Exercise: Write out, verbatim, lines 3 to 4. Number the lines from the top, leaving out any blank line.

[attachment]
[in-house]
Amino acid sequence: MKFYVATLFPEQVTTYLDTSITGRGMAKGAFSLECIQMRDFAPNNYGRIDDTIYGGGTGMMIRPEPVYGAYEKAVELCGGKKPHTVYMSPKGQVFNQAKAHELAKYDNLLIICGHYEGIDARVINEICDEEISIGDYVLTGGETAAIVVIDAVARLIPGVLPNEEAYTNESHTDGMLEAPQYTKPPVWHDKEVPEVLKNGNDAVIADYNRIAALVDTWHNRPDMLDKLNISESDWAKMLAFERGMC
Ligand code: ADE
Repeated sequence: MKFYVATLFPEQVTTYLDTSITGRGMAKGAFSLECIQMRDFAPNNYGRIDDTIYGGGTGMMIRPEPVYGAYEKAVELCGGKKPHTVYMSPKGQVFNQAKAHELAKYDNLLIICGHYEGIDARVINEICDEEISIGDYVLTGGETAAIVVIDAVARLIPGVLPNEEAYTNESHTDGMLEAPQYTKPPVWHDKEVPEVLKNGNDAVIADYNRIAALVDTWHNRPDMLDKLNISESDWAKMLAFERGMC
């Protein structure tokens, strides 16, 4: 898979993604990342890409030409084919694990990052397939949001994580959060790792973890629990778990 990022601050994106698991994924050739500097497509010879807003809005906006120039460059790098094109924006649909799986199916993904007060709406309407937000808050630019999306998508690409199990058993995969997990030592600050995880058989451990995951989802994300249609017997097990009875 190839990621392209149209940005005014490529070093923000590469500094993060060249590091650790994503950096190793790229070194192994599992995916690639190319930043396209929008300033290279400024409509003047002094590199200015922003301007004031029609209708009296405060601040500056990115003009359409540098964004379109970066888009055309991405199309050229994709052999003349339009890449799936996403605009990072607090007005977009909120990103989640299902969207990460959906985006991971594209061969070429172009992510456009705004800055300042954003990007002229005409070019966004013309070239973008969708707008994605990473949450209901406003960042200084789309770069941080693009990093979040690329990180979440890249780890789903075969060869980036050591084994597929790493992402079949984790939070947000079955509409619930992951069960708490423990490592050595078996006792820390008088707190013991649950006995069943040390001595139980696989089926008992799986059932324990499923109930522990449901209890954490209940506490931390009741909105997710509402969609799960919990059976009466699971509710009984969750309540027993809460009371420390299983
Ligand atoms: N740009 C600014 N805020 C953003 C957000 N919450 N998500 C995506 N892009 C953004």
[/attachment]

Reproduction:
Ligand code: ADE
Repeated sequence: MKFYVATLFPEQVTTYLDTSITGRGMAKGAFSLECIQMRDFAPNNYGRIDDTIYGGGTGMMIRPEPVYGAYEKAVELCGGKKPHTVYMSPKGQVFNQAKAHELAKYDNLLIICGHYEGIDARVINEICDEEISIGDYVLTGGETAAIVVIDAVARLIPGVLPNEEAYTNESHTDGMLEAPQYTKPPVWHDKEVPEVLKNGNDAVIADYNRIAALVDTWHNRPDMLDKLNISESDWAKMLAFERGMC